NEWPORT CITY â In six years of existence, Numia Medical Technology has moved four times. The most recent move for the Northeast Kingdom-based company was to the former Vermont Teddy Bear Factory on Farrant Street in Newport.
Numia Medical Technology makes infusions used by healthcare facilities. The devices help deliver intravenous medications to patients. Numia sells products under its own name. It also does research and development for other companies that produce infusion products. Some medical facilities in Vermont use products made by Numia, but Laura Keithan, sales and marketing manager for Numia, wouldnât say which ones.
Newport hosts Numiaâs only plant, but the company does business nationwide. Numia moved to Newport from Lyndonville in April and owns its new building. Until now, the company leased its properties.
Keeping the company in the Northeast Kingdom was important for Numia President Eric Flachbart, Keithan said.
Newport seems to be the long-term home for Numia.
âThereâs plenty of room to expand,â said Keithan.
Flachbart, during yesterdayâs open house, said Vermont has been more helpful to him than Massachusetts has been to a friend of his who has a similar company.
Gov. Peter Shumlin, who attended the open house, was obviously delighted that Flachbartâs business is successful. Shumlin said that, as a small business owner, he knows how tough it can be to turn a vision into a success story.
âWe stand here today because Eric came up here from Massachusetts, saw a better place to live, a better place to raise a family, a better place to grow jobs, and had the vision to make it happen right here in Newport,â said Shumlin. âHe thought heâd be the single employee of the company when he envisioned it. Theyâre up to 35 extraordinarily hard working people.â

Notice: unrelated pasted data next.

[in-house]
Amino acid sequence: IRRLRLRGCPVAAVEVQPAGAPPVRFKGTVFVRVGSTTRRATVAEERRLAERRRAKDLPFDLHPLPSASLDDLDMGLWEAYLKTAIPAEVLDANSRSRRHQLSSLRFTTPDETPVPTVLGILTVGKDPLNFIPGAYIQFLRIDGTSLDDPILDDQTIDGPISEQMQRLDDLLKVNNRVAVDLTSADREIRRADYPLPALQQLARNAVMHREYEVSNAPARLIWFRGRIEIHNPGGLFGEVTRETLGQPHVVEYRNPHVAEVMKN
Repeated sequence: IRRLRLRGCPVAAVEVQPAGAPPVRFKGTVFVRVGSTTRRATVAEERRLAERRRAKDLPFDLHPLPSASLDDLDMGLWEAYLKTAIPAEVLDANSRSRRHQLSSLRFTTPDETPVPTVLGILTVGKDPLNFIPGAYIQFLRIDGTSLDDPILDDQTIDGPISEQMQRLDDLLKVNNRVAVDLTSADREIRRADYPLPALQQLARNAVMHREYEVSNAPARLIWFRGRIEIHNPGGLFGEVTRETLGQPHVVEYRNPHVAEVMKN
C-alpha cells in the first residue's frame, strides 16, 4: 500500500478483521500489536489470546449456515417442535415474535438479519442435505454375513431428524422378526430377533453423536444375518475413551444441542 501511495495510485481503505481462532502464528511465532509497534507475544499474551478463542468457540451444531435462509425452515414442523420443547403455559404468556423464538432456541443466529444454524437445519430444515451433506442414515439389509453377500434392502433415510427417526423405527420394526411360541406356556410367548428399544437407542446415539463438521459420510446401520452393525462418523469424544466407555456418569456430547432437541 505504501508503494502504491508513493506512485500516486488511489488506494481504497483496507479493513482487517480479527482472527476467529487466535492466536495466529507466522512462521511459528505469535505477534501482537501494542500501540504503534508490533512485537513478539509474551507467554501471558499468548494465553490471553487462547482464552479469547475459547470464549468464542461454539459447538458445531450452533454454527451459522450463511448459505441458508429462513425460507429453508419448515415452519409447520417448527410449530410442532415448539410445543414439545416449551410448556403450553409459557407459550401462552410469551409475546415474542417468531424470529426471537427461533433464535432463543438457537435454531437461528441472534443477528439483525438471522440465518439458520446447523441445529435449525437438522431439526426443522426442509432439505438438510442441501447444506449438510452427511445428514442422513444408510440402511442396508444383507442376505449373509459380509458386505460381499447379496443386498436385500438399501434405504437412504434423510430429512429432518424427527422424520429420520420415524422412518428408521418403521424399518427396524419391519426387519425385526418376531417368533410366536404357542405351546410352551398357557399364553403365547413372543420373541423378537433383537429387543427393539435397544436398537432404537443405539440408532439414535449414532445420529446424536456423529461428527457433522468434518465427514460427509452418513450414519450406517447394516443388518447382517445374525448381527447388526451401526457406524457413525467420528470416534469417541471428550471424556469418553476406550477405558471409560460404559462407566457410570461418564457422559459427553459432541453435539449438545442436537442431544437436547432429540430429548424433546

The company has plans to add about 20 hands-on jobs in the future.
Numiaâs team is helping make sure that young residents can raise their families while living in the most beautiful part of the state and make a good living, said Shumlin. The company, he said, is helping deliver better healthcare for America.
Shumlin also spoke about Anc Bio, a bio-tech company that is expected to open in the area, as well as developments at Jay Peak Resort and the "rebirth" of downtown Newport.
"Diversification in our jobs' future is how we can ensure our kids donât have to leave the Kingdom or leave Vermont to feed their families and thatâs what weâre focusing on everyday,â said Shumlin. Shumlin feels strongly that Vermont has progressed in making the state more business friendly. âWe balanced our budgets, we donât spend money we donât have, we have not raised broad-based taxes and we are continuing to keep Vermont a place where business can grow.â
Vermont has the fourth lowest unemployment rate in America, Shumlin said.
âThatâs a huge change from just a few years ago when we had an eight percent unemployment rate,â he said. âWeâre down to 4.6 percent. We have per-capita more green, high tech jobs like this one than any other state in the country.â
Numia means economic development, economic growth and the creation of new jobs in the area, said Mayor Paul Monette. Itâs a win, win,â said Monette. The city, he said, reached out to the company with tax stabilization to help seal the deal. âMedical technology is the future. Youâre always going have the need for research and things like that. I think itâs another piece of the (economic) puzzle.â